Influence of infiltration and attachment site on viability of escherichia coli O157:H7 cells in and on apples following chlorine sanitization
Burnett, Scott Lyman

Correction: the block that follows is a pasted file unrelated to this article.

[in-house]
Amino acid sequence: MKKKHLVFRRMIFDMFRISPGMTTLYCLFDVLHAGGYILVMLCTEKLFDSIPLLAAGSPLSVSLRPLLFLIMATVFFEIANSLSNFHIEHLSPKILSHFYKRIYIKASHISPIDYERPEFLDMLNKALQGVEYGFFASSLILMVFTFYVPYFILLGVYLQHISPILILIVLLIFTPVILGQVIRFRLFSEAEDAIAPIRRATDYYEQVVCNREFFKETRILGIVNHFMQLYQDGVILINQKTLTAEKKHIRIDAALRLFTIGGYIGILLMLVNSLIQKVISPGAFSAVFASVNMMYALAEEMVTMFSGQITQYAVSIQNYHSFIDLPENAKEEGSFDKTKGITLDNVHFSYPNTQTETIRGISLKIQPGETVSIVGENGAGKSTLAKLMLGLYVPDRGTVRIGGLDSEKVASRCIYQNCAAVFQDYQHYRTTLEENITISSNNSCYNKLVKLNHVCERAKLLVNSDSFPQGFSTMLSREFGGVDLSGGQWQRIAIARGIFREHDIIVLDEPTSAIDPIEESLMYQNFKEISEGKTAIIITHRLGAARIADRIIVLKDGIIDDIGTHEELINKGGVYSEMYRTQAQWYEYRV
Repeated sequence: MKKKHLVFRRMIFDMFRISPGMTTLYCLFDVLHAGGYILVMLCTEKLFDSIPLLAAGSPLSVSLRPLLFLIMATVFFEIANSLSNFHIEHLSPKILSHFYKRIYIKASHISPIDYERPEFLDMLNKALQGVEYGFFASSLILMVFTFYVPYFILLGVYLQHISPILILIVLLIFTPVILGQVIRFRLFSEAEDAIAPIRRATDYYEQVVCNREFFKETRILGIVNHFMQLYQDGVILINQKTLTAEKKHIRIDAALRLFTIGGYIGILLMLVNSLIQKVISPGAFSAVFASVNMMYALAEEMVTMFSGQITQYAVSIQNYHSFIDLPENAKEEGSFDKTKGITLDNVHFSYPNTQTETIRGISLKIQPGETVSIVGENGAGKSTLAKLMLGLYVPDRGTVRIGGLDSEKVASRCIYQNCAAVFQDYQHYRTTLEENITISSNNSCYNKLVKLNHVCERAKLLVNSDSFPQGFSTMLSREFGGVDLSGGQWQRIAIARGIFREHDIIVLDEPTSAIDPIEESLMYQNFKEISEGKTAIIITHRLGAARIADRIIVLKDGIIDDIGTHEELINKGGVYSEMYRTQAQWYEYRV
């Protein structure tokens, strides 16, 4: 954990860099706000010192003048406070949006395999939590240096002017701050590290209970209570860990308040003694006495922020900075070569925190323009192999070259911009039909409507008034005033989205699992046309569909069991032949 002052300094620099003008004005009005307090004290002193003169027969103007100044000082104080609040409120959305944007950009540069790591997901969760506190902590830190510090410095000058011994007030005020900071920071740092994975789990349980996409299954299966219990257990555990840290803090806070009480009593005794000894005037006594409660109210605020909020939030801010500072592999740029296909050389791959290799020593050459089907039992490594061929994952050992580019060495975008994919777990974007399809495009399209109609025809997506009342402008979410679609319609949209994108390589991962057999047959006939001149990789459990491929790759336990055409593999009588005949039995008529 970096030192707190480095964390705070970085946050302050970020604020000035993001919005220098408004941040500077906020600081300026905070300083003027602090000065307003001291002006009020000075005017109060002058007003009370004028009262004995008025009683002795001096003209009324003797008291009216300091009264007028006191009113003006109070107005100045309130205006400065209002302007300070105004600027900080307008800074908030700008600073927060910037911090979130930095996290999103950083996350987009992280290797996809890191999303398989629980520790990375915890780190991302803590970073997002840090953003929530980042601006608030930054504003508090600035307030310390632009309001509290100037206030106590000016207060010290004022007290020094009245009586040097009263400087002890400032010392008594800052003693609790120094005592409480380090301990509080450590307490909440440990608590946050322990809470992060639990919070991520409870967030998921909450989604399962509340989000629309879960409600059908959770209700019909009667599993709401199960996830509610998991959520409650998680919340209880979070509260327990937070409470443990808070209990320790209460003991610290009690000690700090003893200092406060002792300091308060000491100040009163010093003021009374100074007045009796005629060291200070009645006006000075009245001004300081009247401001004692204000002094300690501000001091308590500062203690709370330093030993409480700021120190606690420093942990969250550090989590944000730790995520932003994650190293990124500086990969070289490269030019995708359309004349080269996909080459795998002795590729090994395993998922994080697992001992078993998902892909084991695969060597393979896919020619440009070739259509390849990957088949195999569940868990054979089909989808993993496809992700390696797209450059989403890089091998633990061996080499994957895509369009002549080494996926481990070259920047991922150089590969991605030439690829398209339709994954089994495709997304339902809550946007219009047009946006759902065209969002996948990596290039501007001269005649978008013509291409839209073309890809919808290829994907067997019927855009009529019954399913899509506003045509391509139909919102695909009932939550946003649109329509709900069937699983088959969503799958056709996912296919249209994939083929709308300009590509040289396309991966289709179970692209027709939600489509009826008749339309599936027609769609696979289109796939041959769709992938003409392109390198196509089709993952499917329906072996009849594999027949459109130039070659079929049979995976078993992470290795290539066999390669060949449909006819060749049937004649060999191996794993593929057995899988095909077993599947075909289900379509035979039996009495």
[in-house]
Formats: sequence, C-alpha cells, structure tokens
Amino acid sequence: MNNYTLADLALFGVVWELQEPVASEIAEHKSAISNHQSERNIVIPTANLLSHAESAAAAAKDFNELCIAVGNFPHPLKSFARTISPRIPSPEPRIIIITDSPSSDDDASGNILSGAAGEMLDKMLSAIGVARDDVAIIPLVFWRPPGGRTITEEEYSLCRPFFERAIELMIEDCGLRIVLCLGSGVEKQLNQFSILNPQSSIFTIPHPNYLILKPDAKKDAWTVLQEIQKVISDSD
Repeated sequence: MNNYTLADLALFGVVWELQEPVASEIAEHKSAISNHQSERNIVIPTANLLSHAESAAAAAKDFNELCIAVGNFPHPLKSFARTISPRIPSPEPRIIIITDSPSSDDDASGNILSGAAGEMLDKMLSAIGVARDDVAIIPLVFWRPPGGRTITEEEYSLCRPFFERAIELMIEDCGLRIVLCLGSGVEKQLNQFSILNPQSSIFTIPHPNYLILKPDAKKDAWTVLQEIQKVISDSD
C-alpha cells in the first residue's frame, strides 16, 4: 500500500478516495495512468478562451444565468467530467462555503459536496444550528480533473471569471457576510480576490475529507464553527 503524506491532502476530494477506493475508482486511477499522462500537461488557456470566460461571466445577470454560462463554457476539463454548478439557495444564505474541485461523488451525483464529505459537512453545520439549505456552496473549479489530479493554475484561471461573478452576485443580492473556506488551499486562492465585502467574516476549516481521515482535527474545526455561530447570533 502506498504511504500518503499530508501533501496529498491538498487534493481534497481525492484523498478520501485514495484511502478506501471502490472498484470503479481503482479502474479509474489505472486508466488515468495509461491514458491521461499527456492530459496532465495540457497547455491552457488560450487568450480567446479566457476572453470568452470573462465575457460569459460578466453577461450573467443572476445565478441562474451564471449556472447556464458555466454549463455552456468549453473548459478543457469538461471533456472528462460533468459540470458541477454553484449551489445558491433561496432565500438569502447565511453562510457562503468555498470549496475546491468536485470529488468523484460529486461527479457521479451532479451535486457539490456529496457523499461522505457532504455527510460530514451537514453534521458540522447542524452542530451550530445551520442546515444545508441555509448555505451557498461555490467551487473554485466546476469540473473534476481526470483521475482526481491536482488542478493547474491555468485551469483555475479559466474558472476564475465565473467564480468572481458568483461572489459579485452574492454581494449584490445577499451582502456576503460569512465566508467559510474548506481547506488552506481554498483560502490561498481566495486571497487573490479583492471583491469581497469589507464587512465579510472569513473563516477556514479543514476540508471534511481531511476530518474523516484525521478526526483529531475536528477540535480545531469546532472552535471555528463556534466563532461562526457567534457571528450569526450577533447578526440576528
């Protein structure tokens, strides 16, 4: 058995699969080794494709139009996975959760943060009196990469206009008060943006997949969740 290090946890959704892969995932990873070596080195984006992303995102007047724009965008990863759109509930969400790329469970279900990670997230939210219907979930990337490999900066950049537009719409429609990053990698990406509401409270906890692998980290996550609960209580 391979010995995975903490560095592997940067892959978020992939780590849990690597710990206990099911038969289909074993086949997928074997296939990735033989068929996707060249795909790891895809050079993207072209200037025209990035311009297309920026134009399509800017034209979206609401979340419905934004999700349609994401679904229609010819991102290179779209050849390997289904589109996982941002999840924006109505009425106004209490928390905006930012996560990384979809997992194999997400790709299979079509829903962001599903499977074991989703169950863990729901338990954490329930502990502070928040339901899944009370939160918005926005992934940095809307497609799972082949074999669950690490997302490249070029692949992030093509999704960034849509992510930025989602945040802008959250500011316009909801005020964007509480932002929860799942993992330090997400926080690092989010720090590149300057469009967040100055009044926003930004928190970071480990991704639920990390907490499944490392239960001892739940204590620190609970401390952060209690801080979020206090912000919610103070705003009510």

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Outbreaks of disease caused by Escherichia coli O157:H7 associated with the consumption of unpasteurized apple cider in recent years have raised interest to improve the efficacy of surface decontamination treatments applied to apples for the purpose of reducing populations of pathogens. The effectiveness of surface treatments may be limited due to the inaccessibility of bacterial cells sequestered in fruit tissues. Confocal scanning laser microscopy (CSLM) was used to characterize sites of attachment and infiltration of E. coli O157:H7 cells on and in raw apples as well as to differentiate viable and non-viable cells of the pathogen on apple tissues following treatment with water and 200 or 2000 ppm active chlorine solution. Results showed preferential cellular attachment to discontinuities in the waxy cuticle on the surface and to damaged tissue surrounding puncture wounds, where the pathogen was observed at depths up to 70 ?m below the skin surface. Attachment to lenticels was sporadic, but cells were occasionally observed at depths of up to 40 ?m. Infiltration through the floral tube and attachment to seeds, cartilaginous pericarp, and internal trichomes were observed in all apples examined. The mean percentage of viable cells located at each site after treatment with water or chlorinated water was in the following order, which also reflects the order of protection against inactivation: floral tube wall (20.5%) > lenticels (15.0%) > damaged cuticle surrounding puncture wounds (13.0%) > intact cuticle (8.1%). The location of viable cells within tissues was dependent upon the structure. With the exception of lenticels, the percentage of viable cells increased as depth into CSLM stacks increased, indicating that cells attached to subsurface structures were better protected against inactivation with chlorine than were cells located on exposed surfaces. Results suggest that E. coli O157:H7 cells attached to internal core structures or within subsurface tissues may evade treatment of up to 2000 ppm active chlorine. Further research is warranted to investigate the efficacy of other chemical santizers as well as the influence of surfacants and solvents in combination with sanitizers for effectiveness in removing or killing E. coli O157:H7 lodged in protective structures on the surface and within apple tissues.